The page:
Featured Research

from universities, journals, and other organizations

Anthracyclines Improve Survival In HER2-positive Breast Cancer Patients

Date:
December 28, 2007
Source:
Journal of the National Cancer Institute
Summary:
Treatment with the class of chemotherapy drugs called anthracyclines improves survival in women with HER2-positive breast cancer who have previously had surgery, but it may not offer any benefit for women with HER2-negative tumors, according to a study published online Dec. 25 in the Journal of the National Cancer Institute.

Treatment with the class of chemotherapy drugs called anthracyclines improves survival in women with HER2-positive breast cancer who have previously had surgery, but it may not offer any benefit for women with HER2-negative tumors, according to a study published online December 25 in the Journal of the National Cancer Institute.

Randomized clinical trials have demonstrated that treating early breast cancer with anthracycline-based chemotherapy improves disease-free and overall survival rates more than non-anthracycline-based regimens. However, the studies have demonstrated that anthracyclines may slightly increase the risk of heart damage and leukemia. Given these side effects, the greatest benefit of these regimens may be in women with breast tumors that overexpress HER2--a gene that is often amplified in tumors that respond to anthracyclines.

Alessandra Gennari, M.D., Ph.D., of the National Cancer Research Institute in Genoa, Italy, and colleagues compiled data from eight randomized controlled trials that compared anthracyclines and non-anthracyclines, and also reported HER2 status. Almost 30 percent of the patients' tumors overexpressed HER2.

Overall and among patients with HER2-positive tumors, anthracycline-based chemotherapy produced a greater reduction in the risk of relapse or death than non-anthracycline-based regimens. However, among patients with HER2-negative tumors, there was no difference in survival between the chemotherapy regimens.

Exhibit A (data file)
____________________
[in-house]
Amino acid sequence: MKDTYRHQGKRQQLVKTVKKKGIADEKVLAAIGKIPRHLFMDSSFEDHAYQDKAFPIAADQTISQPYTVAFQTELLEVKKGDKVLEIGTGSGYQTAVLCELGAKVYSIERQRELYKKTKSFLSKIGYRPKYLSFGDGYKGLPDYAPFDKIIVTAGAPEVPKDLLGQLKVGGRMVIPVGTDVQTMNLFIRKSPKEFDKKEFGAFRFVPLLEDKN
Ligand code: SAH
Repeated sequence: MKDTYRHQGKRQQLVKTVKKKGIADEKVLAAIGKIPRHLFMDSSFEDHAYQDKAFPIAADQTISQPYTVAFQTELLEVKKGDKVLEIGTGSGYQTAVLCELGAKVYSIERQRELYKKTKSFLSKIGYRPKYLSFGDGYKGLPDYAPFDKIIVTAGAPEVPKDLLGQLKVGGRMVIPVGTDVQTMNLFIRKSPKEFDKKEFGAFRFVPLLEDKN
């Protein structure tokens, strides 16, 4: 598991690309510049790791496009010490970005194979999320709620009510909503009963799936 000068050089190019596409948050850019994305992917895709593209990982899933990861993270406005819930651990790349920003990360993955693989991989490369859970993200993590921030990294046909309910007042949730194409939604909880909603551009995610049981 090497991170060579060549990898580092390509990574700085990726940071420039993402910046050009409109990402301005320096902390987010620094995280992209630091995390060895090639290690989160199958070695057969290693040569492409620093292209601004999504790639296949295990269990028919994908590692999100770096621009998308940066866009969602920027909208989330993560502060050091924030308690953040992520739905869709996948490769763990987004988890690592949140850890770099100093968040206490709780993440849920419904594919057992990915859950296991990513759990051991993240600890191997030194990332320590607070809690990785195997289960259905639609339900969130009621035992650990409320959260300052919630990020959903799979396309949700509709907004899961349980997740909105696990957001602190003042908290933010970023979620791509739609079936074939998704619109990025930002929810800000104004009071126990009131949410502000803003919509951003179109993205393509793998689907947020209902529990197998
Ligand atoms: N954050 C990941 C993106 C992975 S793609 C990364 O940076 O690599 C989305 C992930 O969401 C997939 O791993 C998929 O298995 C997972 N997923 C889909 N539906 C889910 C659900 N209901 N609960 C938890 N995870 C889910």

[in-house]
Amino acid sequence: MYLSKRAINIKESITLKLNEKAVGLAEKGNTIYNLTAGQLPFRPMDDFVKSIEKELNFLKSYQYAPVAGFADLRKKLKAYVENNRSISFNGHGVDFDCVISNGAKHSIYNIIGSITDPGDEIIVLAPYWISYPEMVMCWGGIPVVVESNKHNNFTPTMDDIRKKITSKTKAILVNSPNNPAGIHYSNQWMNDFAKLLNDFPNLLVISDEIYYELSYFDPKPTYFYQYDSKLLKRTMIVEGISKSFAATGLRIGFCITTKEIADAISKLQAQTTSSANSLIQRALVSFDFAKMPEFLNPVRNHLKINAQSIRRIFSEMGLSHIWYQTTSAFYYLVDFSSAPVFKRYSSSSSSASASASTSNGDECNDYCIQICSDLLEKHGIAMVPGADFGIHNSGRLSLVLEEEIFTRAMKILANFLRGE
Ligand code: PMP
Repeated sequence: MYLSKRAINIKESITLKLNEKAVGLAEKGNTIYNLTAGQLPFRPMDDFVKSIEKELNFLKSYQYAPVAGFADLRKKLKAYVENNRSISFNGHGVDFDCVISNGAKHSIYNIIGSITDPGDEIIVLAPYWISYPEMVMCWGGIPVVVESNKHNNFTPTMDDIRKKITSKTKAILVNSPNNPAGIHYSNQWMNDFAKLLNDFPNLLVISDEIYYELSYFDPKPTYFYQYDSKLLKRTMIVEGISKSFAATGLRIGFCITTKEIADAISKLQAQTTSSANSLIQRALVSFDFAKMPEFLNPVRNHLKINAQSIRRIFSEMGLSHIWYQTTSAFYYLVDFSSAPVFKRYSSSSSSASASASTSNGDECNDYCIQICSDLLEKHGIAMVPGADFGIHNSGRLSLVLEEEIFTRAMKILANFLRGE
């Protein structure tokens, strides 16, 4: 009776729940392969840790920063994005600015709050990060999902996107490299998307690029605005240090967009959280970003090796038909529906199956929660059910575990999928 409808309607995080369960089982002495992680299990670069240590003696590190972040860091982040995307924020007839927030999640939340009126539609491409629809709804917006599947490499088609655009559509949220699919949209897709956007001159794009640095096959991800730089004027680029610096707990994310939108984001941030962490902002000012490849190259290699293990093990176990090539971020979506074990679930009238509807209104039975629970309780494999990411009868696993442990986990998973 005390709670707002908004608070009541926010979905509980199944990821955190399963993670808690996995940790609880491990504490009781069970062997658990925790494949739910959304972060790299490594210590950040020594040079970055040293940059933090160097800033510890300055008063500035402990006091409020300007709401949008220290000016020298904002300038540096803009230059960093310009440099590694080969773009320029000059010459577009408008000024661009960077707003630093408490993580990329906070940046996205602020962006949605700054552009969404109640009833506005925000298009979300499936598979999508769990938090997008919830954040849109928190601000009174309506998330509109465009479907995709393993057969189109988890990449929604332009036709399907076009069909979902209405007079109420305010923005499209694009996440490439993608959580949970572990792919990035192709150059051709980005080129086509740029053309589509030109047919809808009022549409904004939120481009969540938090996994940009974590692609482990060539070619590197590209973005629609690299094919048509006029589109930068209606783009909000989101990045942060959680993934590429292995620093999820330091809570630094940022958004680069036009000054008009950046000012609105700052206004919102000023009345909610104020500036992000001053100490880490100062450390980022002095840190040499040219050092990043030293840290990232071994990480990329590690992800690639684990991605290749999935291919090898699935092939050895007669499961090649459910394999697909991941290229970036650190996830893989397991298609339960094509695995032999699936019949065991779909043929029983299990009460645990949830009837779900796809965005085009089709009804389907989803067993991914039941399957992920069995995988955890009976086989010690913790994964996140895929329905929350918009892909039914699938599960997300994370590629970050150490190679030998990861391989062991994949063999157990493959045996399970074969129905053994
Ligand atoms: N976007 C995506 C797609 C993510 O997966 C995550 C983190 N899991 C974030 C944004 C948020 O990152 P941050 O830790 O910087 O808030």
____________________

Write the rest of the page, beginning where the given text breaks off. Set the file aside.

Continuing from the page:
"The absence...of any effect of anthracyclines observed in patients with HER2-negative disease suggests that this group of patients could be spared unnecessary toxic effects related to the use of this class of agents and raises questions as to the appropriateness of control arms in randomized clinical trials in which anthracycline-based regimens are used in unselected patient populations," the authors write.

In an accompanying editorial, Soonmyung Paik, M.D., of the National Surgical Adjuvant Breast and Bowel Project in Pittsburgh and colleagues point out that HER2 status alone may not be enough to determine who should receive anthracyclines, given the molecular differences among different subtypes of breast cancer.

"Optimization of adjuvant chemotherapy for patients diagnosed with breast cancer will depend on defining the baseline prognosis and chemosensitivity of each subclass of breast cancer beyond those crudely defined by HER2 status alone," the editorialists write.


Story Source:

The above story is based on materials provided by Journal of the National Cancer Institute. Note: Materials may be edited for content and length.


Cite This Page: